Now there’s a new Style of ‘Ad Limina’
Pope, top Curia officials launch new style of ‘ad limina’ visit – For decades, the visits bishops are required to make to the Vatican were known for their formality and routine style, but Pope Francis launched “a whole new style of ‘ad limina’ visits,” a Chilean bishop said.
The bishops were expecting “to have a long meeting with a speech and then individual meetings,” as in the past, Auxiliary Bishop Fernando Ramos of Santiago, secretary of the Chilean bishops’ conference, told Catholic News Service.
Instead, the Vatican informed the prelates before their departure from Chile that they were going to have a group meeting with the pope and the prefects of several Vatican congregations and offices.
“We were told that this was going to be a new way of doing things that was beginning with us, that looks for a more fruitful, more incisive dialogue between the representatives of the local churches and the pope with his main collaborators,” Bishop Ramos said.
After spending three hours with the pope, the Chilean bishops met again with Pope Francis. At the second meeting, the pope and Chilean bishops were joined by several top officials, including: Cardinal Pietro Parolin, Vatican secretary of state; Cardinal Marc Ouellet, prefect of the Vatican Congregation for Bishops and president of the Pontifical Commission for Latin America; and Cardinal Gerhard Muller, prefect of the Congregation for the Doctrine of the Faith.
Also present at the meeting were: Cardinal Kevin Farrell, prefect for the Dicastery for Laity, Family and Life; Cardinal Giuseppe Versaldi, prefect of the Congregation for Catholic Education; Cardinal Beniamino Stella, prefect of the Congregation for Clergy; and Cardinal Joao Braz de Aviz, prefect of the Congregation for Institutes of Consecrated Life and Societies of Apostolic Life.
Bishop Ramos told CNS that Cardinal Ouellet began the discussions, which focused on four principal themes: communion and collegiality within the church; the mission of the church in Chile; how to help clergy, religious men and women as well as the laity “in their Christian lives and in their pastoral service”; and pastoral guidelines for the future.
“It wasn’t about speaking about little things or a little problem over here,” he said. “This was more of a way of looking at everything together, for them to listen to our opinions and (we to listen to theirs) on these principal themes.”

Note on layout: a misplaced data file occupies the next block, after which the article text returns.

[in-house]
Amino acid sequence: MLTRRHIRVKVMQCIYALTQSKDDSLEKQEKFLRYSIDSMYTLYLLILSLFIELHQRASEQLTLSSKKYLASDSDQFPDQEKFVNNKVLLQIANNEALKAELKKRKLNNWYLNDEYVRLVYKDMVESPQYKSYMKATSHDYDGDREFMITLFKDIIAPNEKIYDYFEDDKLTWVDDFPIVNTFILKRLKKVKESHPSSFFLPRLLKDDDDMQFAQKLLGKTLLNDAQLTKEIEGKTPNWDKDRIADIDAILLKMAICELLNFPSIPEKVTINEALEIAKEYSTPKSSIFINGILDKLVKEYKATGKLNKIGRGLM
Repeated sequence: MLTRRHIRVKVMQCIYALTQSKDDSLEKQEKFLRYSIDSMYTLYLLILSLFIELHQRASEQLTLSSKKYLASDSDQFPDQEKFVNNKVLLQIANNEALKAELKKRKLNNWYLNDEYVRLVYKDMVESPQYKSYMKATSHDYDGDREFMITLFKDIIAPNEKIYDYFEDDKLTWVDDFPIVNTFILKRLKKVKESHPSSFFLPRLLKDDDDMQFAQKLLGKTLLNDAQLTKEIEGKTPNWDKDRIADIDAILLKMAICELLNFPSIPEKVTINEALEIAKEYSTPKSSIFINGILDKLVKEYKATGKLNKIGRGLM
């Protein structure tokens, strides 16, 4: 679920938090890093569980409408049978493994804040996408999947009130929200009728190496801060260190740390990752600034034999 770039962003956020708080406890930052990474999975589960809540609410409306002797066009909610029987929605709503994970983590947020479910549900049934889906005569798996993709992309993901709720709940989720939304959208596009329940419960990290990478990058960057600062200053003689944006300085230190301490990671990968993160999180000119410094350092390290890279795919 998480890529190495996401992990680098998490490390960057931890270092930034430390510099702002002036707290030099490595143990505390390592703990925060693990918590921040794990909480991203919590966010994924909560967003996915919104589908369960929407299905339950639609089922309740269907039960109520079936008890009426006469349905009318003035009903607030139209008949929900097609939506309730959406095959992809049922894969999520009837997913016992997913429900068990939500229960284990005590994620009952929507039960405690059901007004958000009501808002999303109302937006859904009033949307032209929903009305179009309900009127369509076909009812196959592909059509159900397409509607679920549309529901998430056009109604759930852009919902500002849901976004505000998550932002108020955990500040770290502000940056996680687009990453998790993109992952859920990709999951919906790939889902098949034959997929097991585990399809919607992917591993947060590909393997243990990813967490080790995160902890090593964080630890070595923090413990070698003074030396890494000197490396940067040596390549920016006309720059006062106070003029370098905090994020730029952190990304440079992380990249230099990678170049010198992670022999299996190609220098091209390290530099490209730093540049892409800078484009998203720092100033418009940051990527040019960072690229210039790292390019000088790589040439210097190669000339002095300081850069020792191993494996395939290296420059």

“It was something completely different,” Bishop Juan Ignacio Gonzalez of San Bernardo, member of the permanent committee of the Chilean bishops’ conference, told CNS.
“It was truly something wonderful from the perspective of collegiality, of synodality, of the church walking together. This doesn’t just respond to the realities in Chile, it’s a whole new (approach) that begins now.”
Bishop Ramos told CNS that although the bishops knew about the meeting with the pope and Vatican officials before they left Chile, they found out only when they arrived in Rome that Pope Francis wanted to meet with them privately as well.
After celebrating Mass at the tomb of St. Peter Feb. 20, the bishops were welcomed to the library in the Apostolic Palace by the pope.
“As we were seated around him,” Bishop Gonzalez said, “the pope – in his Argentine manner of speaking – told us: ‘Well, the soccer ball is in the center. Whoever wants to and is brave enough, give it a kick.” (The Argentine phrase is: “El que quiera y que tiene la cara mas dura, que le pegue una patada.”)
Bishop Ramos added that several bishops would speak and the pope would respond. “It was like talking after dinner while drinking some Bacardi, in a manner of speaking,” he said.
Bishop Gonzalez said at a certain point, a bishop said, “‘Holy Father, it’s a little bit hot in here, can we open a window?’ The pope said, ‘Yes, of course’ and stood up. The bishop said, ‘No, no don’t worry, Holy Father, I’ll open it.”
Bishop Ramos and Bishop Gonzalez said that the sincere discussion was “a turning point” that led to a more open dialogue at their second meeting with the pope and Vatican officials.
“It’s like that Scripture reading. Paul, after preaching, went to Jerusalem to speak with Peter and tell him what he had done. This is the same. We come to Jerusalem to tell Peter this is what happened and he guides us to see what else we can do,” Bishop Gonzalez said. By Junno Arocho Esteves Catholic News Service